Walter Bishop (Photo courtesy Baltimore County Police / October 11, 2011)

On the evening of March 6, 2010, Walter Paul Bishop sat in a Baltimore County police interrogation room, crying.

The 27-year-old father of five said he hadn't slept for days and wanted a coffee and a menthol cigarette, according to court records, and he was convinced he was facing 15 to 25 years in prison, regardless of what he told police.

He now faces the death penalty, standing trial next week in the March 2010 shooting death of a Towson gas station owner.

According to court documents, Bishop, of Essex, was arrested at about 1 p.m. that afternoon at gunpoint by police in Montgomery County, then turned over an hour later to Baltimore County police at a rest stop near the intersection of Interstate 95 and Route 32.

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At 3:30 p.m., he arrived at Baltimore County police headquarters, where his attorneys say he was left handcuffed and alone in the interview room for more than three hours.

At 6:42 p.m., a county detective began interviewing Bishop about his role in what police believe to be a murder-for-hire scheme that left Walter "Ray" Porter, owner of a Hess gas station in Towson, dead from a gunshot to the face five days prior, on March 1, 2010.

Court records state that police believed Bishop had been hired as the hit man in a scheme devised by Porter's wife, Karla Porter, and they were looking for a confession to the killing.

What happened during the subsequent interview has since been the subject of a key legal dispute between defense and prosecuting attorneys in Bishop's capital murder case, for which jury selection is set to begin Oct. 18 in Harford County Circuit Court in Bel Air.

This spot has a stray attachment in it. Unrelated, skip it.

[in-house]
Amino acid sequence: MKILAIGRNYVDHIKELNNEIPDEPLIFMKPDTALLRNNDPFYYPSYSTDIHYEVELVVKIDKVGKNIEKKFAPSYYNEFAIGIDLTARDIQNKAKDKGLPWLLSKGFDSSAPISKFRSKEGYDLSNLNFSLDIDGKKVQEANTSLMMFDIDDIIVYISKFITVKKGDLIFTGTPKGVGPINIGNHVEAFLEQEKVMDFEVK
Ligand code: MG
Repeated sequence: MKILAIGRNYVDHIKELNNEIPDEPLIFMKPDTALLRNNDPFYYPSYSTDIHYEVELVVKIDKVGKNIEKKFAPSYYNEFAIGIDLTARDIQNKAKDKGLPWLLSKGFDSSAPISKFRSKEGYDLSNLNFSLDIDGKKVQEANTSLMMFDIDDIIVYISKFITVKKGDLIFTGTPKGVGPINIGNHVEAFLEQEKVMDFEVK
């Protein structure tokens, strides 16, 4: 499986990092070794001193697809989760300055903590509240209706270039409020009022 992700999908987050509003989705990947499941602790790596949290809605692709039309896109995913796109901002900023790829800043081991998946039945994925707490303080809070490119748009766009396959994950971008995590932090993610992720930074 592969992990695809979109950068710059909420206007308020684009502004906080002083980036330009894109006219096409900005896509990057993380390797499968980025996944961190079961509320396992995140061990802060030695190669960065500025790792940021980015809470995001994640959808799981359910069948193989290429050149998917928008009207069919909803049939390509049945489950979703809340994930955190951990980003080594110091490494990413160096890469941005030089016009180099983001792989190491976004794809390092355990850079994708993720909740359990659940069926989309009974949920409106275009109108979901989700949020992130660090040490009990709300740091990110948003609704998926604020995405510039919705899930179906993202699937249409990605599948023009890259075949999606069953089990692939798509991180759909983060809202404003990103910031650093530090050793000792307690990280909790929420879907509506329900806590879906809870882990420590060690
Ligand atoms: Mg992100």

It's a dispute, outlined in court documents that also provided the above details about Bishop's arrest, that goes to the heart of Maryland's death penalty law and the key changes made to it two years ago.

Since 2009, a person found guilty of first-degree murder in Maryland can be sentenced to death only if one of three pieces of evidence exists: biological or DNA evidence that links the defendant to the murder; a video recording of the crime that does the same; or a "video taped, voluntary interrogation and confession of the defendant to the murder."

Prosecutors believe the videotape of Bishop's police interview — in which, according to documents in the court record, Bishop confessed to shooting Porter — meets the third evidentiary requirement and are seeking the death penalty for Bishop.

Bishop, now 29, has pleaded not guilty. His lawyers say police entrapped him, instigating and luring him into confessing, and that Bishop didn't know the trap he was falling into.

The defense at one point filed a motion to strike the state's intention to seek the death penalty based on that argument, but Circuit Court Judge Mickey Norman denied it.

The issue almost certainly will resurface during the trial, however, and the jury will specifically consider the validity of the confession and whether it meets the state's requirement for a death sentence.

During an interview, Stefanie McArdle, one of Bishop's lawyers and deputy division chief for the Office of the Public Defender's aggravated homicide division, would speak little about Bishop's case directly, but she criticized the law being used by the state to seek her client's death.

"It doesn't make sense. It's counterintuitive," she said of the law. "If I cooperate with you, I'm giving you what you need to try to have me executed."

The fact that, in Maryland, cooperation with police can be the linchpin in the prosecution's case for executing a defendant is "a real perverse twist of the law," McArdle said.

Co-defendants and publicity

Opponents of the death penalty have made similar claims since the law took effect in 2009.

A total of six people were arrested and charged with first-degree murder for Porter's shooting, the details of which have been covered extensively in Baltimore County courts and in local media.